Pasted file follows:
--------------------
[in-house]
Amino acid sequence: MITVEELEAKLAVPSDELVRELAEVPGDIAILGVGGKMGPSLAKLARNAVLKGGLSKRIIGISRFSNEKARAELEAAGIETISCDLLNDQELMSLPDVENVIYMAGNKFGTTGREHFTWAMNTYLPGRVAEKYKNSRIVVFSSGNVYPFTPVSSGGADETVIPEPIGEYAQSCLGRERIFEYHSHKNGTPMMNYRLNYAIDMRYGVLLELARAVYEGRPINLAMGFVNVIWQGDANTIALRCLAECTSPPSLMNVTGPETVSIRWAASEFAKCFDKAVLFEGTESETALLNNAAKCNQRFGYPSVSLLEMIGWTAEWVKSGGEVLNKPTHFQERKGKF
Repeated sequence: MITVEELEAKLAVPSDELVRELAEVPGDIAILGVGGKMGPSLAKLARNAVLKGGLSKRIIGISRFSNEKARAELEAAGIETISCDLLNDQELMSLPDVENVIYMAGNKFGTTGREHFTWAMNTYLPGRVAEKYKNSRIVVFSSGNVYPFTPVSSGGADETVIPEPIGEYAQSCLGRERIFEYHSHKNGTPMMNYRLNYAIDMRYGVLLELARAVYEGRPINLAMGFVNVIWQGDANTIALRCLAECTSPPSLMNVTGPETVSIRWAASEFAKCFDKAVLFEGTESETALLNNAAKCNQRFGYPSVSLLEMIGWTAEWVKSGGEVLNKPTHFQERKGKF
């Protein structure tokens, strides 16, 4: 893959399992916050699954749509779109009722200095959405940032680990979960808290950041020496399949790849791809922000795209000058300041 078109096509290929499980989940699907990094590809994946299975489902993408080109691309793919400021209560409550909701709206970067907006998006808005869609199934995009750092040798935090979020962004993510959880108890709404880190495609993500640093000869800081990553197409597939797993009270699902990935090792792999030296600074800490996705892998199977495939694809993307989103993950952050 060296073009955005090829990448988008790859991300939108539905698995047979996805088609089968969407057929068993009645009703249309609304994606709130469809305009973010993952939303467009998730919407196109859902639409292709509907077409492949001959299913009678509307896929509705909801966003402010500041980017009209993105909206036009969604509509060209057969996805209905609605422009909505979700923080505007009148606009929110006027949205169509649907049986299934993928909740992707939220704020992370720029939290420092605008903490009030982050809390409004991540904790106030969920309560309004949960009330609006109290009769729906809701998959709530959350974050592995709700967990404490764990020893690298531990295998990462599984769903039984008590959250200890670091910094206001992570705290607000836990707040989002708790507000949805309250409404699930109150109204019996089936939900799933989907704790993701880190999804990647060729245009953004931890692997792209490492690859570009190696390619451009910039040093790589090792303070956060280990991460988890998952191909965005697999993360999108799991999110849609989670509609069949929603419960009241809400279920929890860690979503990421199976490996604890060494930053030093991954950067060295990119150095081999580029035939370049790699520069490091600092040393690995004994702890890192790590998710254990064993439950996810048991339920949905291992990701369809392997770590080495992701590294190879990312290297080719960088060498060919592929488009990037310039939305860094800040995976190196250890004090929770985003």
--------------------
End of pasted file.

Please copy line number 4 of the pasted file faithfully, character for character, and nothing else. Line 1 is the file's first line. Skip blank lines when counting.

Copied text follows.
């Protein structure tokens, strides 16, 4: 893959399992916050699954749509779109009722200095959405940032680990979960808290950041020496399949790849791809922000795209000058300041 078109096509290929499980989940699907990094590809994946299975489902993408080109691309793919400021209560409550909701709206970067907006998006808005869609199934995009750092040798935090979020962004993510959880108890709404880190495609993500640093000869800081990553197409597939797993009270699902990935090792792999030296600074800490996705892998199977495939694809993307989103993950952050 060296073009955005090829990448988008790859991300939108539905698995047979996805088609089968969407057929068993009645009703249309609304994606709130469809305009973010993952939303467009998730919407196109859902639409292709509907077409492949001959299913009678509307896929509705909801966003402010500041980017009209993105909206036009969604509509060209057969996805209905609605422009909505979700923080505007009148606009929110006027949205169509649907049986299934993928909740992707939220704020992370720029939290420092605008903490009030982050809390409004991540904790106030969920309560309004949960009330609006109290009769729906809701998959709530959350974050592995709700967990404490764990020893690298531990295998990462599984769903039984008590959250200890670091910094206001992570705290607000836990707040989002708790507000949805309250409404699930109150109204019996089936939900799933989907704790993701880190999804990647060729245009953004931890692997792209490492690859570009190696390619451009910039040093790589090792303070956060280990991460988890998952191909965005697999993360999108799991999110849609989670509609069949929603419960009241809400279920929890860690979503990421199976490996604890060494930053030093991954950067060295990119150095081999580029035939370049790699520069490091600092040393690995004994702890890192790590998710254990064993439950996810048991339920949905291992990701369809392997770590080495992701590294190879990312290297080719960088060498060919592929488009990037310039939305860094800040995976190196250890004090929770985003």